Thursday, June 4, 2009

Tucker Makes The News

Finding the melody PDF Print E-mail
News - Community News
Written by Ray Weikal
Thursday, 04 June 2009 00:01

Local child with Down syndromeprepares for innovative open-heart surgery

Editor’s note: Since April 2006, Sun News has run a series of articles following the family of Todd, Karen and Tucker Bryant and the challenges they have faced with Tucker’s Down syndrome and heart condition.

The best gift Todd Bryant will get on Father’s Day is saying goodbye to his son.

Bryant’s youngest child, Tucker, will leave his Northland home Sunday, June 21, for cutting-edge surgery to repair his ailing heart.

Anna Faltermeier/Sun Gazette — Tucker Bryant hangs out on the coffee table as he watches a sing-along television show May 28 with his parents, Todd and Karen, at their home in Platte City. Tucker will have heart surgery in June in Boston.

Since the day Tucker Bryant was born with Down syndrome and a failing heart, he’s never had an easy life. This will be Tucker’s third heart procedure in as many years, so he’s an old hand at this stuff.

"He’s a ball of fire," Todd Bryant said. "He finds the melody in everything."

For Mom and Dad, though, it never gets any easier. But this should be the last time they go through this ordeal, if all goes well.

Karen learned of her son’s condition early in her pregnancy after a check revealed Tucker had too many of the chromosomes that act as the body’s genetic building blocks.

Anna Faltermeier/Sun Gazette — Tucker Bryant plays with a toy car May 28 at his home in Platte City. One of Tucker’s favorite things to do is dance. “He’ll dance to anything that has a good beat,” said his mom, Karen Bryant.

The couple quickly set aside the abortion option and set about learning how to care for their new child with special needs.

It’s a decision Todd and Karen Bryant have never regretted, especially when they watch Tucker hang up his coat, play, laugh and learn in his new life as a student in the early childhood education program in the Platte County R-3 School District. Tucker’s condition makes his parents attuned to these small, satisfying moments.

"It’s not very many parents that get to notice those little things," Karen Bryant said.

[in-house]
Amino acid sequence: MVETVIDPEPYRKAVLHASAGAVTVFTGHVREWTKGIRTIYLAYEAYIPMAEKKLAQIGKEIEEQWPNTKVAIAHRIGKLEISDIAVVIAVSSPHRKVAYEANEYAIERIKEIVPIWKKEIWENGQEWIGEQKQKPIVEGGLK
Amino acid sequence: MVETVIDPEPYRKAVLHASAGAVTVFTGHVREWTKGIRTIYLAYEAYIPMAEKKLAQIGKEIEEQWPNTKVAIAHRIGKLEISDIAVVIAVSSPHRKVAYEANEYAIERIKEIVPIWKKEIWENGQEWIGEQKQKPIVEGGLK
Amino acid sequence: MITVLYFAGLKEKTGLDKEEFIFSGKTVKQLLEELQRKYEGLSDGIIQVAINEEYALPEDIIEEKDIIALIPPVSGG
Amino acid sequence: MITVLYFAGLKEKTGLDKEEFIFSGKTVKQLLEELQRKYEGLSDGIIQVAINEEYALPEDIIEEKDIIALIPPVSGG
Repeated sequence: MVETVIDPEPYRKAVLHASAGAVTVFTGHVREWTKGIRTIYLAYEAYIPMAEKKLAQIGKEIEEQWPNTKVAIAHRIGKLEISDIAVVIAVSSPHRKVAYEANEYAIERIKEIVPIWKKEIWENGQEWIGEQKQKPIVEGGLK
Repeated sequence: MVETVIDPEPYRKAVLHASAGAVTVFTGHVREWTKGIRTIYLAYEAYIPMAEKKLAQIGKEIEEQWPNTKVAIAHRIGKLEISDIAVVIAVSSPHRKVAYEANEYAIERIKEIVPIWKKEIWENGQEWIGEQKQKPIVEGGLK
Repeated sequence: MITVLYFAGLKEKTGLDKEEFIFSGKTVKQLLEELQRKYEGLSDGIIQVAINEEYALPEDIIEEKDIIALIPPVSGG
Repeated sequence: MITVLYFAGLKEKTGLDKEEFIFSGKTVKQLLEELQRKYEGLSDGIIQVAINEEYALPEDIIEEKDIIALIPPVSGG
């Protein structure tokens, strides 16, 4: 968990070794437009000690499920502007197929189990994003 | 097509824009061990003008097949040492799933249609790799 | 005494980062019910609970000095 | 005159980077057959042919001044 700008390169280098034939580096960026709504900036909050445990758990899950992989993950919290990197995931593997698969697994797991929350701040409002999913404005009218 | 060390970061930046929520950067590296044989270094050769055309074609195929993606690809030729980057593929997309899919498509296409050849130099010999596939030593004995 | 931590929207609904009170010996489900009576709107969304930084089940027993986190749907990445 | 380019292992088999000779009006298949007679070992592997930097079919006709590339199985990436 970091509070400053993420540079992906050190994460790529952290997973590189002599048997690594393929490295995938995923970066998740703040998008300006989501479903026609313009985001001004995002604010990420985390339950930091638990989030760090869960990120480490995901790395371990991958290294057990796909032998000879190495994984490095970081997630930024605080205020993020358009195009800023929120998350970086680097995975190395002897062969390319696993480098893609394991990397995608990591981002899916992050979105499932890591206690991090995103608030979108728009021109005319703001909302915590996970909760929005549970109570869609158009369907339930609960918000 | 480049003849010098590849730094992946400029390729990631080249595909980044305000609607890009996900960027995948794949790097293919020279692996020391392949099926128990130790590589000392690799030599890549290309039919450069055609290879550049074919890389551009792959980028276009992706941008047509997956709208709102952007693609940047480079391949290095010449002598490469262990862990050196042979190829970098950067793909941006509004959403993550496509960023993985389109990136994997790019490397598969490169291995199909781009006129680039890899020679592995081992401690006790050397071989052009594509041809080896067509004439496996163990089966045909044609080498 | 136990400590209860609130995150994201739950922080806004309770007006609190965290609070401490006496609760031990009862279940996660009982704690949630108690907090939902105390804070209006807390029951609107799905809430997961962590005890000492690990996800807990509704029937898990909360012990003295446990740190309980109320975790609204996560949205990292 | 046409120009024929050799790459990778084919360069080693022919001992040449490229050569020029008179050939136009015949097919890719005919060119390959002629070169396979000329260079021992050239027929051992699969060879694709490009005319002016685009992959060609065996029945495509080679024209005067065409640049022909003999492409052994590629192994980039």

Surgery in Boston

Tucker was never supposed to go to Boston, where his upcoming surgery will take place. But last October, the Bryants learned that Tucker’s heart and lung pressure were too high and that the previously planned final operation at Children’s Mercy Hospital was dangerous enough to be cancelled.

Then a chance encounter at a Christmas party changed things.

Karen Bryant decided at the last minute to attend an event thrown by the Kansas City Down Syndrome Guild. She happened to sit next to Kim Knipp, whose 2-year-old son, Will, had a heart condition similar to Tucker’s.

Knipp told Bryant about her son’s progress following a relatively new procedure performed by Dr. Pedro del Nido at Children’s Hospital in Boston. It was a permanently repaired heart, Knipp explained, like a car with a rebuilt engine.

Del Nido had found a way to use surgical robots, digital imagers and other techniques to repair congenital heart defects in the tiny, delicate bodies of children like Tucker. Del Nido’s work garnered a $5 million grant from National Institutes of Health.

Within a month, Karen Bryant had lined up the procedure for her son.

Knipp connected Karen Bryant with a cadre of other moms going through similar experiences. They’ve helped the Bryants sort through the hundreds of small details that demand attention when planning a trip like this.

"Since I’ve met Kim, she’s put me in the middle of that network," Bryant said. "It’s been great having those moms."

On June 25, the power plant of Tucker’s body — his heart — will be rebuilt. Six weeks of in-patient recovery will follow. The family has hopes for a major celebration when it’s time for his fourth birthday this fall.

Despite the pain of surgery, the fear of not getting help to Bryant in time when his oxygen levels fall too low, the millions of dollars in medical bills and thousands natural moments of stress for any parent — despite all that — the little guy’s heart is too strong to give up, and that’s enough to provide the strength needed for his mom and dad.

"After a while, you change your mind about wanting to take away your child’s Down syndrome," Todd Bryant said. "You won’t want to change a thing. It makes him who he is."


To learn more about Tucker Bryant and his family, or to make a donation to help with his medical bills, visit

Staff writer Ray Weikal can be reached at 389-6637 or rayweikal@npgco.comThis e-mail address is being protected from spambots. You need JavaScript enabled to view it .

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